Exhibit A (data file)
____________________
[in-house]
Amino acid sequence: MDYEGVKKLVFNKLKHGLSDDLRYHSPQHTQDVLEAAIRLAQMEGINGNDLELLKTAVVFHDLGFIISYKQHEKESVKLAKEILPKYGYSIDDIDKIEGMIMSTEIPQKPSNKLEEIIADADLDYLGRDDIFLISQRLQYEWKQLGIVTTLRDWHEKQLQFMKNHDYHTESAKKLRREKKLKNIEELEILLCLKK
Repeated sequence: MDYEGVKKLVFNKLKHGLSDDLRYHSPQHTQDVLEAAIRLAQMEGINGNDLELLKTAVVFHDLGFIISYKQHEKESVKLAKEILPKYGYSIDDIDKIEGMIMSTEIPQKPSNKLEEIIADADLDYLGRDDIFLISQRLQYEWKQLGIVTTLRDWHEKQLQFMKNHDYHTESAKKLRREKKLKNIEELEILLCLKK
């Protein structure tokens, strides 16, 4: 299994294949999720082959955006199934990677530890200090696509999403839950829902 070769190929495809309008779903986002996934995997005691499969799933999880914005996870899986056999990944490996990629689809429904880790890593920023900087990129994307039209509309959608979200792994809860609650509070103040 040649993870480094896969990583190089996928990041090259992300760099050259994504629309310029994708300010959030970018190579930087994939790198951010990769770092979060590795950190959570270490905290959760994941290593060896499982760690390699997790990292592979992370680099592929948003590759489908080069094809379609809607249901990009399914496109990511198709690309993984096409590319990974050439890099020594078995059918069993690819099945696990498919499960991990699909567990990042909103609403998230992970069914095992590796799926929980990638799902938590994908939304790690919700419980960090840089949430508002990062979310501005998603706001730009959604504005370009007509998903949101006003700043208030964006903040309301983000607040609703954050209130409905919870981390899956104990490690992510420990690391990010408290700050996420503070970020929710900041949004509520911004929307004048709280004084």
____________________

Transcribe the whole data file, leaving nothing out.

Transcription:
[in-house]
Amino acid sequence: MDYEGVKKLVFNKLKHGLSDDLRYHSPQHTQDVLEAAIRLAQMEGINGNDLELLKTAVVFHDLGFIISYKQHEKESVKLAKEILPKYGYSIDDIDKIEGMIMSTEIPQKPSNKLEEIIADADLDYLGRDDIFLISQRLQYEWKQLGIVTTLRDWHEKQLQFMKNHDYHTESAKKLRREKKLKNIEELEILLCLKK
Repeated sequence: MDYEGVKKLVFNKLKHGLSDDLRYHSPQHTQDVLEAAIRLAQMEGINGNDLELLKTAVVFHDLGFIISYKQHEKESVKLAKEILPKYGYSIDDIDKIEGMIMSTEIPQKPSNKLEEIIADADLDYLGRDDIFLISQRLQYEWKQLGIVTTLRDWHEKQLQFMKNHDYHTESAKKLRREKKLKNIEELEILLCLKK
């Protein structure tokens, strides 16, 4: 299994294949999720082959955006199934990677530890200090696509999403839950829902 070769190929495809309008779903986002996934995997005691499969799933999880914005996870899986056999990944490996990629689809429904880790890593920023900087990129994307039209509309959608979200792994809860609650509070103040 040649993870480094896969990583190089996928990041090259992300760099050259994504629309310029994708300010959030970018190579930087994939790198951010990769770092979060590795950190959570270490905290959760994941290593060896499982760690390699997790990292592979992370680099592929948003590759489908080069094809379609809607249901990009399914496109990511198709690309993984096409590319990974050439890099020594078995059918069993690819099945696990498919499960991990699909567990990042909103609403998230992970069914095992590796799926929980990638799902938590994908939304790690919700419980960090840089949430508002990062979310501005998603706001730009959604504005370009007509998903949101006003700043208030964006903040309301983000607040609703954050209130409905919870981390899956104990490690992510420990690391990010408290700050996420503070970020929710900041949004509520911004929307004048709280004084």